Types of Crowdfunding

Just like there are many different kinds of capital round raises for businesses in all stages of growth, there are a variety of crowdfunding types. Which crowdfunding method you select depends on the type of product or service you offer and your goals for growth. The 3 primary types are donation-based, rewards-based, and equity crowdfunding (this guide will focus mostly on rewards-based and equity).

Donation-Based Crowdfunding

Broadly speaking, you can think of any crowdfunding campaign in which there is no financial return to the investors or contributors as donation-based crowdfunding.  Common donation-based crowdfunding initiatives include fundraising for disaster relief, charities, nonprofits, and medical bills.

Rewards-Based Crowdfunding

Rewards-based crowdfunding involves individuals contributing to your business in exchange for a “reward,” typically a form of the product or service your company offers. Even though this method offers backers a reward, it’s still generally considered a subset of donation-based crowdfunding since there is no financial or equity return. This approach is a popular option here on Fundable, as well other popular crowdfunding platforms like Kickstarter and Indiegogo, because it lets business-owners incentivize their contributor without incurring much extra expense or selling ownership stake. Read more about preparing and launching a successful rewards-based campaign here.

Equity-Based Crowdfunding

Unlike the donation-based and rewards-based methods, equity-based crowdfunding allows contributors to become part-owners of your company by trading capital for equity shares. As equity owners, your contributors receive a financial return on their investment and ultimately receive a share of the profits in the form of a dividend or distribution. Read more about preparing and launching a successful equity-based campaign here.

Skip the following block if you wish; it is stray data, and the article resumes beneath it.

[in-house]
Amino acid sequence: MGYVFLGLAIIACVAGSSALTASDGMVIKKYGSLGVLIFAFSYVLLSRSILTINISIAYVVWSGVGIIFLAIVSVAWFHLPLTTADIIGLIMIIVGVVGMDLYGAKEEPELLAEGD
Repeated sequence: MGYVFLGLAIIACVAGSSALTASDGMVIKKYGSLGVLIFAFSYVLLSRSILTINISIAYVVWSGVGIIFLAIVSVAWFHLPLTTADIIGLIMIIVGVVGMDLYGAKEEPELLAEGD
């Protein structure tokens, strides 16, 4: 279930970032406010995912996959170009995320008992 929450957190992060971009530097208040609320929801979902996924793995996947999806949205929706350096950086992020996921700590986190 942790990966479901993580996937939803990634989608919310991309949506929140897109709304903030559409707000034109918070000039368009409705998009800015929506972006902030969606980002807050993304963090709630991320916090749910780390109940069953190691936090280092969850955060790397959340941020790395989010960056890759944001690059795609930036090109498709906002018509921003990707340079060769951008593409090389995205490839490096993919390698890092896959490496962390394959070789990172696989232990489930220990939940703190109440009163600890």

Since we’ll be dealing mostly with rewards-based and equity based crowdfunding in this guide, here’s a quick visual guide to help keep them straight:

what is crowdfunding chart

Chapter Glossary

Crowdfunding – A method of raising capital through the collective effort of friends, family, customers, and individual investors.

Accredited investor – An individual whose net worth is greater than $1MM, or whose income exceeds $200k for the past 2 years. Currently the U.S. Securities & Exchange Commission (SEC) mandates that only accredited investors are legally able to invest in private companies.

Donation-based crowdfunding – Any crowdfunding campaign in which there is no financial return to the investors or contributors.

Rewards-based crowdfunding – Any crowdfunding campaign that involves individuals contributing to your business in exchange for a “reward,” typically a form of the product or service your company offers.

Equity-based crowdfunding – Any crowdfunding campaign that allows contributors to become part-owners of your company by trading capital for equity shares.

What’s Next:

Following, ‘What is Crowdfunding?’, we’ll take a look at the roots of crowdfunding, dating as far back as the 1700s, and some of the ways the new technology and legislation is transforming the industry.